Volunteers from the Care Plus Cancer Collaborative were out in St Peter's Avenue, Cleethorpes recently raising awareness of skin cancer.
Some advice is included below:
The main cause of skin cancer is too much ultraviolet (UV) radiation from the sun or sunbeds.
Don’t let sunburn catch you out: Whether you are at home or abroad, use shade, clothing and at least factor 15 sunscreen to protect your skin from sunburn when the sun is strong.
Spend time in the shade between 11am and 3pm: The summer sun is strongest around the middle of the day. Find shade under umbrellas, trees, canopies or indoors.
Cover up with a t-shirt, hat and sunglasses: When the sun is at its strongest, sunscreen is not enough.
Use at least factor 15 sunscreen: Choose a sunscreen that is at least factor 15 and has a high star rating. Use it generously and regularly to get the right amount of protection. Sunscreen does not give 100% protection and should be used along with shade and clothing. Never use sunscreen as an excuse to stay out in the sun for longer.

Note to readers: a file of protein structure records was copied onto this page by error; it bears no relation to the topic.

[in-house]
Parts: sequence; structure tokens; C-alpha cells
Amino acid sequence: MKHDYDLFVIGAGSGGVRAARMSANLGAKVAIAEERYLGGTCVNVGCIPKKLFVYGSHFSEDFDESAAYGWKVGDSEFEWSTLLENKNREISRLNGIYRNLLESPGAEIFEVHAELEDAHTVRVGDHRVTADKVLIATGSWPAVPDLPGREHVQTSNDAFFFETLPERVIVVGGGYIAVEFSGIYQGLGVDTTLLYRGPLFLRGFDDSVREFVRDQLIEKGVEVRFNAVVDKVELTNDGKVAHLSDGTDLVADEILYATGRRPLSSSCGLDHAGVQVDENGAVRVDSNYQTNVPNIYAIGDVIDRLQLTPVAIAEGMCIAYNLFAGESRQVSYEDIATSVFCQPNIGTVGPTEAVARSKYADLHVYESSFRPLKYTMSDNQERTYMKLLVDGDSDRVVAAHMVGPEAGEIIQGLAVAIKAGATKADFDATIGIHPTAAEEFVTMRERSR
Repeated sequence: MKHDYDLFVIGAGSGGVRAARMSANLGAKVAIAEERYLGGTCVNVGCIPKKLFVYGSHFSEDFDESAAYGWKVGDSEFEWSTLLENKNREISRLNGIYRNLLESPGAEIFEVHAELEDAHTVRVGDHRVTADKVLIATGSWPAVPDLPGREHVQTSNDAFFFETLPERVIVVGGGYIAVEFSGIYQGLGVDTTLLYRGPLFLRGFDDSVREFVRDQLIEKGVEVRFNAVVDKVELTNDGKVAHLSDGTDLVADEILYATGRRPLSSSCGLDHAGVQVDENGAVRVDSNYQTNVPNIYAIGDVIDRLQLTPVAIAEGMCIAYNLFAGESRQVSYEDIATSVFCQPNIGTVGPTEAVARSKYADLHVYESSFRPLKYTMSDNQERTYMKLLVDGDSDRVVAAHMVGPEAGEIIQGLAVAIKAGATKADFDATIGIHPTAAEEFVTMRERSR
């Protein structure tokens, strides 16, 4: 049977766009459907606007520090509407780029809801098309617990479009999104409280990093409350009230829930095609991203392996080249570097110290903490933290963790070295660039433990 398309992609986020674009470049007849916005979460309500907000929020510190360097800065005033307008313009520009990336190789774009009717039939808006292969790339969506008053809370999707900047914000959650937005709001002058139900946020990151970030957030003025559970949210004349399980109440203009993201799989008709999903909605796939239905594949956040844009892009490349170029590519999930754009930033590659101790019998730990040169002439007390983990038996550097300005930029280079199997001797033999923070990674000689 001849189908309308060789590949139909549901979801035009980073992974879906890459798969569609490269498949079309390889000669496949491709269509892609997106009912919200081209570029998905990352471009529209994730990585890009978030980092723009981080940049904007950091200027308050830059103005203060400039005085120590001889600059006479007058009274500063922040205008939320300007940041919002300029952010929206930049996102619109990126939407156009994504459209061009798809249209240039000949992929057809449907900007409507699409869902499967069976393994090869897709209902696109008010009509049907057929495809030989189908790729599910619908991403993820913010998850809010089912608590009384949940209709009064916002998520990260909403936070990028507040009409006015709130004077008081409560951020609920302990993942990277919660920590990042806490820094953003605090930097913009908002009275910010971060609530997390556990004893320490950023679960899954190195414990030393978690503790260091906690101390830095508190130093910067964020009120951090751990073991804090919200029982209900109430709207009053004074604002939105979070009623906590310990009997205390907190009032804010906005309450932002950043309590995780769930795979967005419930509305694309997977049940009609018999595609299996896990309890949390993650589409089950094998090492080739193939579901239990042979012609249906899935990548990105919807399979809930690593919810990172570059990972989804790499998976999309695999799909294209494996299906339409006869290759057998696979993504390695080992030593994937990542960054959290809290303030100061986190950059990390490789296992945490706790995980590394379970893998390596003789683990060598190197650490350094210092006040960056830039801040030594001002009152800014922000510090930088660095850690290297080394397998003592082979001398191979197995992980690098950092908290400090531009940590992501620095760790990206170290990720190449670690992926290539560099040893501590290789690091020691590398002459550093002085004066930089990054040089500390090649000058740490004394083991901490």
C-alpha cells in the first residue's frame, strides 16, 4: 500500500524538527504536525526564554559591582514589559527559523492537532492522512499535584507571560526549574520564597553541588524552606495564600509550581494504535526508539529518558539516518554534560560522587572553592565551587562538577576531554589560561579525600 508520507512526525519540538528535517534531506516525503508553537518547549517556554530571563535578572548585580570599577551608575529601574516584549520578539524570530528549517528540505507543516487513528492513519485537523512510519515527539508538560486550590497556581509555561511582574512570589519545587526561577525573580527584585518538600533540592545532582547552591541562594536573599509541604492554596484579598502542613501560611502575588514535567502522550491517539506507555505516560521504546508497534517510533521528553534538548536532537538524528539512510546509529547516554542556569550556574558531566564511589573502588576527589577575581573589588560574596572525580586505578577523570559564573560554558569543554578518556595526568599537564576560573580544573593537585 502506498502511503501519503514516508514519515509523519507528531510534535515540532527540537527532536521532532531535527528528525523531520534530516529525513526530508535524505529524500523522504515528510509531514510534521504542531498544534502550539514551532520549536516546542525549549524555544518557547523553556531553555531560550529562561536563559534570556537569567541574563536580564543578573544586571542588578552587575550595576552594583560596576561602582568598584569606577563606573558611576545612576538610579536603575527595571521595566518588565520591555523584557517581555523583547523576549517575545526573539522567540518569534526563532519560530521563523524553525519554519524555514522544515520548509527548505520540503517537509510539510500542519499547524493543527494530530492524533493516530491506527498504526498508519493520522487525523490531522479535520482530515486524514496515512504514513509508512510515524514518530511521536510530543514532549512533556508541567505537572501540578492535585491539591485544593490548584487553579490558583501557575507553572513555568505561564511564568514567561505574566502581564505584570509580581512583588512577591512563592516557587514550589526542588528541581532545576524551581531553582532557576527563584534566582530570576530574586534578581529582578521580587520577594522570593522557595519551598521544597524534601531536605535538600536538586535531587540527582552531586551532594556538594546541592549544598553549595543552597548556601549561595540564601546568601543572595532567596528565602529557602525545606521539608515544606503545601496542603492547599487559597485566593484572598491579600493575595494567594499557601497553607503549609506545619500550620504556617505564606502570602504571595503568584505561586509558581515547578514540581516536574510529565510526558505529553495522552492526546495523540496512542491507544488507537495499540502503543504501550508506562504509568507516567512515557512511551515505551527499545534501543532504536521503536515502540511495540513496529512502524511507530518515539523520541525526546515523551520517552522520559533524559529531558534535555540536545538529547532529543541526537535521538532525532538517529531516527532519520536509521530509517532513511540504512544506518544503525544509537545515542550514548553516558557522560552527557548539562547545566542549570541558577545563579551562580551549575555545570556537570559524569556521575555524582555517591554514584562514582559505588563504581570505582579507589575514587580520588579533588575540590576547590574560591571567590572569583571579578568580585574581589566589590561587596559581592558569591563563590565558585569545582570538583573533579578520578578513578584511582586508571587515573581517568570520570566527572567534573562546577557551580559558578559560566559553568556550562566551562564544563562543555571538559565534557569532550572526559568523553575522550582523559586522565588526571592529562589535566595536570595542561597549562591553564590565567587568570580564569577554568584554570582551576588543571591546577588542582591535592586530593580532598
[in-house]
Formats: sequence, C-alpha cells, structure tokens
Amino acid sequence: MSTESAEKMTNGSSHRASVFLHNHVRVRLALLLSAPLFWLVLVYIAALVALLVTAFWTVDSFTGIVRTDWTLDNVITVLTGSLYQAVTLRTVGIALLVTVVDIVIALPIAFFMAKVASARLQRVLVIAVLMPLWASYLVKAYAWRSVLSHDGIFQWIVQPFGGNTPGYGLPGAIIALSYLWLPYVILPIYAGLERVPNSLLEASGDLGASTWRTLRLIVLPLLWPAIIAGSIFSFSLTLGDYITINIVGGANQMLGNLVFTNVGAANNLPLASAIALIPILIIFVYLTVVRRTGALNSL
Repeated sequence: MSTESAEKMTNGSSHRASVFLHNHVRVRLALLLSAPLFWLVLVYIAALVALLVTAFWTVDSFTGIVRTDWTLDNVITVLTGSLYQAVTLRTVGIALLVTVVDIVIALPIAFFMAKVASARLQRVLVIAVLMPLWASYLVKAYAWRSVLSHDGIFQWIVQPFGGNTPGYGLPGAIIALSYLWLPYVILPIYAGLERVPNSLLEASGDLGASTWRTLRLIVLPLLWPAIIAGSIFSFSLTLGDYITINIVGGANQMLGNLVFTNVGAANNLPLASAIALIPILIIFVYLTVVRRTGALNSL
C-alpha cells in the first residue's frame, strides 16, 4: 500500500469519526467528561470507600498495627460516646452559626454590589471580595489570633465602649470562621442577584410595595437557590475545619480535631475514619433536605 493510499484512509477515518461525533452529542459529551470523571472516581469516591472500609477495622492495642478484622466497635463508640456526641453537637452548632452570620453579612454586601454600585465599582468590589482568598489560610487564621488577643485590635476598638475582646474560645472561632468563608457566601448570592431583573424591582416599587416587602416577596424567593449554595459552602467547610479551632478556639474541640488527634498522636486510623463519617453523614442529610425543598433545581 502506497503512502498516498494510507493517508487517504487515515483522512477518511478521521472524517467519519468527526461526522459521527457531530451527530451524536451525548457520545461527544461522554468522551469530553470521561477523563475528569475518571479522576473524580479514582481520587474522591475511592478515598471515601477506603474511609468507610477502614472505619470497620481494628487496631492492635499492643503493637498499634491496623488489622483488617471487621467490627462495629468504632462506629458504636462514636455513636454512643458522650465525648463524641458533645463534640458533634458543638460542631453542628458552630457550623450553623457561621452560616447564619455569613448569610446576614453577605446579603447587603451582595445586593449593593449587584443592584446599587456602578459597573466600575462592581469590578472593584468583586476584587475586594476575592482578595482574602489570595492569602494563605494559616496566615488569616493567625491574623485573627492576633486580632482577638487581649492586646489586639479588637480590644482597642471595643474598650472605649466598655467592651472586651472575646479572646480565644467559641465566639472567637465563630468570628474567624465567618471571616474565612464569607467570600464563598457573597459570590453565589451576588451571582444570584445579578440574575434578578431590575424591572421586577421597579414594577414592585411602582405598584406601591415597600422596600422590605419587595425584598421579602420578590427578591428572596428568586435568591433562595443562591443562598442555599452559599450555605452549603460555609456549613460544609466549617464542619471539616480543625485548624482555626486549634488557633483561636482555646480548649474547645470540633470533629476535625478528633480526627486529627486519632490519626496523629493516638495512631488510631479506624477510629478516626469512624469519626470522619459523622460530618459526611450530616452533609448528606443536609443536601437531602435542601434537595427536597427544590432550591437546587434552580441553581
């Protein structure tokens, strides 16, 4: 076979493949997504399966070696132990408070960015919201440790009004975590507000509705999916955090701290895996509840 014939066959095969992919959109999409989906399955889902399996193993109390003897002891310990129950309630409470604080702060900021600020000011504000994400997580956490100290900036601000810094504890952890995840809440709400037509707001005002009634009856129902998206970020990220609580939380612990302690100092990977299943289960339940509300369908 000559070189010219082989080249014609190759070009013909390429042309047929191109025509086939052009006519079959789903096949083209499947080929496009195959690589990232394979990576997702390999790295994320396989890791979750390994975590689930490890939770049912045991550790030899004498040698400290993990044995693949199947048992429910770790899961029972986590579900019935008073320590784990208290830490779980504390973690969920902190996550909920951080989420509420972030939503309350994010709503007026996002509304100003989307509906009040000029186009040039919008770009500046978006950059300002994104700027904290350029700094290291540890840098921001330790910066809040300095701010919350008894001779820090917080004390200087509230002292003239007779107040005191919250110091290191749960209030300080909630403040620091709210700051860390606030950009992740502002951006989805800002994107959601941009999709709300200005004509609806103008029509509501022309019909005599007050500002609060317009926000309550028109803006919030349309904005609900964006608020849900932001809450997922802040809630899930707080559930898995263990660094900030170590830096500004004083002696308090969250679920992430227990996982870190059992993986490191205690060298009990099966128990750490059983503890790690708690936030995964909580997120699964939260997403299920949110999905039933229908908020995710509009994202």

Take extra care with children: Young skin is delicate. Keep babies out of the sun, especially around midday.
Avoid sunbeds: Sunbeds are not a safer alternative to tanning in the sun. The intensity of some of the UV rays they give off can be 10-15 times higher than that of the midday sun.
Report unusual moles or skin changes to your doctor: Skin cancers can appear as:
- A spot or sore that does not heal within 4 weeks
- A spot or sore that continues to itch, hurt, scab, crust or bleed for more than 4 weeks
- Areas where the skin has broken down or forms an ulcer, you can't think of a reason for this change, and it does not heal within 4 weeks.
Finding skin cancer early can save lives, so it is important to know the signs and see your doctor about any unusual or persistent changes to your skin. Most changes are not caused by cancer, but it's important to get them checked by a doctor.
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